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BCBA’s Performing Diagnostics

Ethics Scenario Archive
1. Approaching Former Adult Client
2. Medical Marijuana
3. Pro Bono Work
4. Supervision Has Multiple Relationships with Family Receiving Services
5. Parent Training Concerns
6. Parents Not Implementing Procedures
7. Soliciting Parent Testimonials
8. Retaliation Towards Mandated Reporting
9. Family Rejecting Safety Measures
10. Parental Collaboration
11. Hostile Work Enviornment
12. Creating Protocol to Prevent and Treat Trauma with Limited Functional Language
13. Parent ABA Practice Questions in OT & Speech
14. Potential Gifts From Clients on Social Media
15. Helping Close Relationships With ABA Tips
16. Parent Utilizing CBD & THC
17. Client Pre-Authorization Denied For Much Needed Services
18. Supervisee Slaps Child in School Setting
19. Changing Direction of Treatment from Previous BCBA
20. BCBA Subpoenaed in Family Court
21. Terminate Services Due To Parent Behavior
22. Parents Offering Token Items During Check Out/Transition
23. Family Doesn’t Want Details Released To Funding Source Without Permission
24. Resources for IRB Approval for Independent Researchers
25. Speech Therapist Refusing To Do PECS
26. BCBA Receives Cease & Desist
27. Unlicensed, Certified BCBA Provide Supervision
28. Rapid Prompting Method (RPM)
29. Parent as Witness to Accident
30. Website Testimonials
31. Student Using Social Media Inappropriately
32. Hiring Behavior Analyst Trainees at a School District
33. College Recommendation Letter for Client
34. Connecting Families That Are Clients
35. Employer Requiring Same Number of ABA Hours for All New Clients from New BCaBA
36. Do we have any ethical guidelines regarding shared work spaces among two companies that provide similar ABA services in a private property?
37. Client Assessment & Discontinuation
38. Caseload Concerns
39. Naptime
40. Systemic Supervision Concern – Clients & RBTs
41. BCBA’s Performing Diagnostics
42. Self-Reporting DUI to BACB
43. Multiple Relationship with RBT
44. Refusal to Provide Documentation
45. Telehealth Supervision
46. Role of a Lead RBT
47. Urgent – Unsupervised RBT
48. Clinic Owner Requesting Services
49. Inadequate Case Supervision
50. Language Barrier to Services
51. Withholding Fieldwork Hours
52. Reportable Trainee Behavior
53. Treating Others with Compassion, Dignity, and Respect
54. RBT Self-Reporting DUI


“There has been an uptick in ABA agencies posting that they will diagnose children with Autism if the child does not already have a diagnosis. I’m concerned about the field confusing competence within a scope with receiving some continuing education in another area. There are only a few levels of physicians that can diagnose (normal pediatricians do not have this ability), so for a BCBA to go through a minimal training course and feel they are equipped to perform a diagnostic evaluation without a supervising (diagnosing) physician overseeing the entire process is unethical and does a great disservice to clients. I’ve seen reports from these agencies go out to non-contracted diagnosing physicians hoping for a stamp of approval, but without the diagnostician seeing the actual child, that would be unethical at best and a license revocation at worst. I think these agencies state their purpose as an aid to help alleviate the diagnosis delay, but by using BCBAs to do this, it’s doing nothing more than adding additional charges to clients on top of the diagnostician they will have to go to to get an actual diagnosis. Normal BCBA training does not cover child development, counseling families on receiving diagnoses or any training on diagnostic evaluations.”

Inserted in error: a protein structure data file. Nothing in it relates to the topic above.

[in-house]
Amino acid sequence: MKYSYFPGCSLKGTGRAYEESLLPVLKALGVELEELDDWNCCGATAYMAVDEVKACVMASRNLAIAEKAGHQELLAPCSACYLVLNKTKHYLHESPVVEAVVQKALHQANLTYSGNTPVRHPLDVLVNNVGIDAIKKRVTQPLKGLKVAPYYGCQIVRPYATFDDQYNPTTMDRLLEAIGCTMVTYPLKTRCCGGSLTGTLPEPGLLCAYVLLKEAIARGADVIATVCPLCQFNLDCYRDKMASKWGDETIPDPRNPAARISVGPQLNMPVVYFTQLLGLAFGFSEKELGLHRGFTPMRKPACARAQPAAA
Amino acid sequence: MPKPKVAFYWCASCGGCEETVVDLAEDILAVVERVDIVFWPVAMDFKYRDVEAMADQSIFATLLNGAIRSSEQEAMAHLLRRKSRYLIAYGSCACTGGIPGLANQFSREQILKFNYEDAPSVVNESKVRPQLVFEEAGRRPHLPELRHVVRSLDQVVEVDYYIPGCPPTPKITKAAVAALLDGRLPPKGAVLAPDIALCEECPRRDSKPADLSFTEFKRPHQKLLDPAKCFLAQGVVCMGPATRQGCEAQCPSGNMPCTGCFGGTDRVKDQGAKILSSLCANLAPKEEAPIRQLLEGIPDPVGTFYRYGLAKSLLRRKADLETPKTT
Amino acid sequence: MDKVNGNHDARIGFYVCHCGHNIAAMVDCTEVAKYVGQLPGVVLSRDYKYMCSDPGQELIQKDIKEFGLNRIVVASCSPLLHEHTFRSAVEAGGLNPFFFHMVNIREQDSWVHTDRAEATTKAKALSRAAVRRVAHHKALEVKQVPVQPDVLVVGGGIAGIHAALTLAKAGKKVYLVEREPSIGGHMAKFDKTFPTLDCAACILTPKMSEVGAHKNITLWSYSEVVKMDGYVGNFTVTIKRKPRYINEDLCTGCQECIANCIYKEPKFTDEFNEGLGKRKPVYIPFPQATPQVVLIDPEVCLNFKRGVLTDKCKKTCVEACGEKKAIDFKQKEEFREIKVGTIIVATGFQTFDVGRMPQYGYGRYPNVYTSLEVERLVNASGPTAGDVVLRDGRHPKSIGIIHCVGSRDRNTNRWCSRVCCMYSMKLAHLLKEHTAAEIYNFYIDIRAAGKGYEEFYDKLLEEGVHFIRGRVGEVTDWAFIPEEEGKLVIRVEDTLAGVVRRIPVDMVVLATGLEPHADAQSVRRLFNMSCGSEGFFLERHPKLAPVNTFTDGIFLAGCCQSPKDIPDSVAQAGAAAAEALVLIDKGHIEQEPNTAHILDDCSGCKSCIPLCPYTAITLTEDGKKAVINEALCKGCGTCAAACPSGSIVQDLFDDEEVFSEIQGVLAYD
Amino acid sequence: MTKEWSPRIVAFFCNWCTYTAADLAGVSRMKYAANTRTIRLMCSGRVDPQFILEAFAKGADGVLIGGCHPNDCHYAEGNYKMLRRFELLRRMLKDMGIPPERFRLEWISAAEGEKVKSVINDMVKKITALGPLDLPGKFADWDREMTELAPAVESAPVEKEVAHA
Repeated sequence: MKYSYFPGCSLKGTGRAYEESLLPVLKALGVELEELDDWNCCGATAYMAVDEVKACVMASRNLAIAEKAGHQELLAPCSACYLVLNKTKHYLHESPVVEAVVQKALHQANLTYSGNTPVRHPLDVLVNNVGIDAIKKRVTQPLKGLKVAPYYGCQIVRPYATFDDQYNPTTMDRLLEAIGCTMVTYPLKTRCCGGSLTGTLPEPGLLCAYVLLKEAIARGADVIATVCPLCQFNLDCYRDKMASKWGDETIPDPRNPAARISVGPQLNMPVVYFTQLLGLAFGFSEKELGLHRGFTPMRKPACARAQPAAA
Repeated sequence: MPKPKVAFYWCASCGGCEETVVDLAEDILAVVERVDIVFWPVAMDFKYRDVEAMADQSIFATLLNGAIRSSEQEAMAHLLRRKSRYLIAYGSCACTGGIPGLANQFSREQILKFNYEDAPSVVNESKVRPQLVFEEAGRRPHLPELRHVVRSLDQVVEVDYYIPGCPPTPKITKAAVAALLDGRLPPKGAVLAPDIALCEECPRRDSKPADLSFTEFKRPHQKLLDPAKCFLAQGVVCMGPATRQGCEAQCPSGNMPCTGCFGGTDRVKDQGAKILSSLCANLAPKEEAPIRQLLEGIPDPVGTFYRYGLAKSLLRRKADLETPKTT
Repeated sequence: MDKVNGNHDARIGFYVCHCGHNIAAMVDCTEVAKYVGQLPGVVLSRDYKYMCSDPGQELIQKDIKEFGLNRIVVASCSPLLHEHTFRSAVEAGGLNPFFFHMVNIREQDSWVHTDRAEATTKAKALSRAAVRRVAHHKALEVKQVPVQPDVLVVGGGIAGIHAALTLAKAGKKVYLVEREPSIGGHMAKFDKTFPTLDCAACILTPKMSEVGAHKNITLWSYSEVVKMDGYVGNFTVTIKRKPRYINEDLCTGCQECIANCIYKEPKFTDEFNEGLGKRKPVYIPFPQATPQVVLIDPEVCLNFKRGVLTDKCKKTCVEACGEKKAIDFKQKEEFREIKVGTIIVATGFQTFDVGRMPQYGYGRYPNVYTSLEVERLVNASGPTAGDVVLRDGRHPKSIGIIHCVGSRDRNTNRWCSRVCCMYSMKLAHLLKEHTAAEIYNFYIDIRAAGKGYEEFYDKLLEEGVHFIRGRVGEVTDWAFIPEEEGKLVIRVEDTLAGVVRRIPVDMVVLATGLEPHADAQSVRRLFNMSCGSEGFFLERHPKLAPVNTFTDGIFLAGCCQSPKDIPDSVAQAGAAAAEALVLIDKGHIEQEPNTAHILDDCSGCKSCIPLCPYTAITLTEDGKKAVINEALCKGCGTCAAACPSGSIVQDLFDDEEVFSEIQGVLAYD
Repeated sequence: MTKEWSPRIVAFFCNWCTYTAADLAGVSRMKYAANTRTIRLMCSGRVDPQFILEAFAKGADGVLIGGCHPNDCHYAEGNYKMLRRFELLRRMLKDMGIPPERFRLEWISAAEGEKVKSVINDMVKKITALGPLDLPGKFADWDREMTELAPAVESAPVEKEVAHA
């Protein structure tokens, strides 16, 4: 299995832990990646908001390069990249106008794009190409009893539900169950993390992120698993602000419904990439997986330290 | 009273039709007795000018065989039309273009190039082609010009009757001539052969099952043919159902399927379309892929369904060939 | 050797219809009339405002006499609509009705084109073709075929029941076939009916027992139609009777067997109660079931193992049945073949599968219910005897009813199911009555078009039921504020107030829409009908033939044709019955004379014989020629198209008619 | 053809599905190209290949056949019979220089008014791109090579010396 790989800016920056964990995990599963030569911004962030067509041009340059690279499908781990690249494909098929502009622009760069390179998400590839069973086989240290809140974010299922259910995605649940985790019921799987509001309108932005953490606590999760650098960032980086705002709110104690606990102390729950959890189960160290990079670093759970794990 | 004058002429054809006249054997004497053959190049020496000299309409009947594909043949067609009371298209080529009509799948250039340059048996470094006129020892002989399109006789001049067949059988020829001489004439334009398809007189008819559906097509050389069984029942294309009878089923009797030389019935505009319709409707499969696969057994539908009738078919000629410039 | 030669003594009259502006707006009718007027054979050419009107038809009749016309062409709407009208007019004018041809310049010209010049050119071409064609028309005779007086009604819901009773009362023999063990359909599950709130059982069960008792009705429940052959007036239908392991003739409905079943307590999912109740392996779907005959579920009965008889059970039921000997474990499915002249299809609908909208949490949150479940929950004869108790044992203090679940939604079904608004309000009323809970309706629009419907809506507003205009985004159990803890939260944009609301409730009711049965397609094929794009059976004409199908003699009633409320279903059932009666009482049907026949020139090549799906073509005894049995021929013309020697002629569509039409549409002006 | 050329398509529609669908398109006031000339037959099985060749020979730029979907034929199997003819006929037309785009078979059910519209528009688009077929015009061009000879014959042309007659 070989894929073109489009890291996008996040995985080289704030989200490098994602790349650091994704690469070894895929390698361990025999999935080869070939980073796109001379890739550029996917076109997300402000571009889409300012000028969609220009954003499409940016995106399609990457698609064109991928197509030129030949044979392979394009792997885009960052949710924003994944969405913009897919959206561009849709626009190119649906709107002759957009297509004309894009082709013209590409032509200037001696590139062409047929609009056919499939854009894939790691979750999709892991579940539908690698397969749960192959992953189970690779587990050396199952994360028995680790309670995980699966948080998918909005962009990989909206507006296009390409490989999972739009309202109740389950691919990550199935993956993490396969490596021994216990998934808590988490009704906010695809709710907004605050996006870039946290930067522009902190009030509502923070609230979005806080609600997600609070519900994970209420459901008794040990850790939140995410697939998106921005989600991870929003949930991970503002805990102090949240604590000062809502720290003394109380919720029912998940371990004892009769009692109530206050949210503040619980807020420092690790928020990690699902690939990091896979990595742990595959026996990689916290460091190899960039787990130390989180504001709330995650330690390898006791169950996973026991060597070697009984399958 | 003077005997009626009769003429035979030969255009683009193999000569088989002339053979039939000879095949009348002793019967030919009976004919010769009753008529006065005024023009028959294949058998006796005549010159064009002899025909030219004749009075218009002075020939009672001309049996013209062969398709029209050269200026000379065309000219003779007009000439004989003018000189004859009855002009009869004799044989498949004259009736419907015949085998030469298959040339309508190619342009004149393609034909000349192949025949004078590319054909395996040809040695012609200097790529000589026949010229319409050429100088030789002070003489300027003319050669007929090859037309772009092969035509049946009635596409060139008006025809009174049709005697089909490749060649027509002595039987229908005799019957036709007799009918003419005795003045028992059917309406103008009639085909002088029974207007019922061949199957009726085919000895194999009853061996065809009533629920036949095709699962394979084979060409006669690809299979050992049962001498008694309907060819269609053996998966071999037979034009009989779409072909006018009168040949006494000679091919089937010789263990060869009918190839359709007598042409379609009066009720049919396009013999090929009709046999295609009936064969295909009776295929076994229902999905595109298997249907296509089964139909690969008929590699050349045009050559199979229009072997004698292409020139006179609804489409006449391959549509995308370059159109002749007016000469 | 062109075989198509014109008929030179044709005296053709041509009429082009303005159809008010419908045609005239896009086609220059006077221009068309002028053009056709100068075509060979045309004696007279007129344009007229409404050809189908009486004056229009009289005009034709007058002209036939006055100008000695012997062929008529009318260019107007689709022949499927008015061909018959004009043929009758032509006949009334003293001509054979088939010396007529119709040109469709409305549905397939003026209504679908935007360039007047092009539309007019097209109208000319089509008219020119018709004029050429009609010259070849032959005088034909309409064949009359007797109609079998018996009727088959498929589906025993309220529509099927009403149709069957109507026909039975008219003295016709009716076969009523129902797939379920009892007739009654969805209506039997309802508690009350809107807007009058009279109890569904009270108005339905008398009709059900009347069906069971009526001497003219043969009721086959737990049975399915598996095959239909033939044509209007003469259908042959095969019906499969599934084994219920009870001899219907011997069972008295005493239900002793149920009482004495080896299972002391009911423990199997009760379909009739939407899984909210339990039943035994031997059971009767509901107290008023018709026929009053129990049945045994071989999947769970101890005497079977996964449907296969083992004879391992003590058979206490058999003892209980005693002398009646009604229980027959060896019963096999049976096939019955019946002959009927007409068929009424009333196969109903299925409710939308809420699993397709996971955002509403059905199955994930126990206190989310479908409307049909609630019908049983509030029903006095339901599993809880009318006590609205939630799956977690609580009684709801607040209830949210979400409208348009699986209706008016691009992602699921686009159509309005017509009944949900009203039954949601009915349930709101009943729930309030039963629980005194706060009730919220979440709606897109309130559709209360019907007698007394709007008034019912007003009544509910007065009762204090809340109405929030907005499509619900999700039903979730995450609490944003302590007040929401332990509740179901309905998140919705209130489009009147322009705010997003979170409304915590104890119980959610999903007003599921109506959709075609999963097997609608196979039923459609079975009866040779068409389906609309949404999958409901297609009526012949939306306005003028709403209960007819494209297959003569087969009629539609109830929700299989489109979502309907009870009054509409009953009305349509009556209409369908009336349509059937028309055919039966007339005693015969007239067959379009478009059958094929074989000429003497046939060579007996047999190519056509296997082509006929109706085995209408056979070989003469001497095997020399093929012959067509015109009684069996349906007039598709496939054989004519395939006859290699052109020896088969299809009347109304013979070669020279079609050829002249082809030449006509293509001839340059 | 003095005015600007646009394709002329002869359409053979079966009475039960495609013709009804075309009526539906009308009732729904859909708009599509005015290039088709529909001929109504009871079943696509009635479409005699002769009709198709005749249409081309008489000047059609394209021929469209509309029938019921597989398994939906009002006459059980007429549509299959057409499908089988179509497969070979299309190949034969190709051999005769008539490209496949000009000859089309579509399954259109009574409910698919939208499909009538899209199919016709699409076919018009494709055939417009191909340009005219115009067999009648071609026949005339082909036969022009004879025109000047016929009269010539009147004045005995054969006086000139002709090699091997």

Committee Input (e.g., considerations for pathways forward, potential barriers, potential solutions):

In accordance with Ethics Code 2.04, the committee recommends that the author reach out to the BCBA(s) sending out confidential test results to advocate for appropriate adherence to HIPAA and protection of clients.

In accordance with Ethics Codes 1.01, 1.05, 1.10, 2.06, 2.12, and 3.01, the committee recommends that the author reach out to the BCBA(s) testing for Autism to advocate for clients to receive only testing directly relevant to providing behavior analytic services that do not require medical and clinical training to perform.  The committee would encourage the author to explore the following steps as options; this should not be considered legal advice:

  1. Write a formal letter to the testing BCBA, educating them on and outlining our ethical codes of conduct surrounding client confidentiality, Behavior Analysts’ scope of competency, treatment biases, etc.  Consider providing suggestions to them on ways in which they can support clients getting appropriate diagnoses in the surrounding area to meet best practice standards.
    1. Documentation of concerns can provide a clear statement for follow-up.
  2. If meaningful change is not made to satisfy the ethical code of conduct, the BCBA could send their letter along to the Arizona Board of Psychologist Examiners for both Psychologists and BCBAs, the BACB and to state funders for auditing purposes.
    1. If the administration leaders are not behavior analysts, the correction process can still be sent to state licensing boards to ensure that only approved practitioners are providing diagnostic testing to clients.

Ethics Codes (specific standards that could apply to support/oppose):

  • 1.01 Being Truthful
  • 1.05 Practicing within Scope of Competence
  • 1.10 Awareness of Personal Biases and Challenges
  • 2.04 Disclosing Confidential Information
  • 2.06 Accuracy in Service Billing and Reporting
  • 2.12 Considering Medical Needs
  • 3.01 Responsibility to Clients
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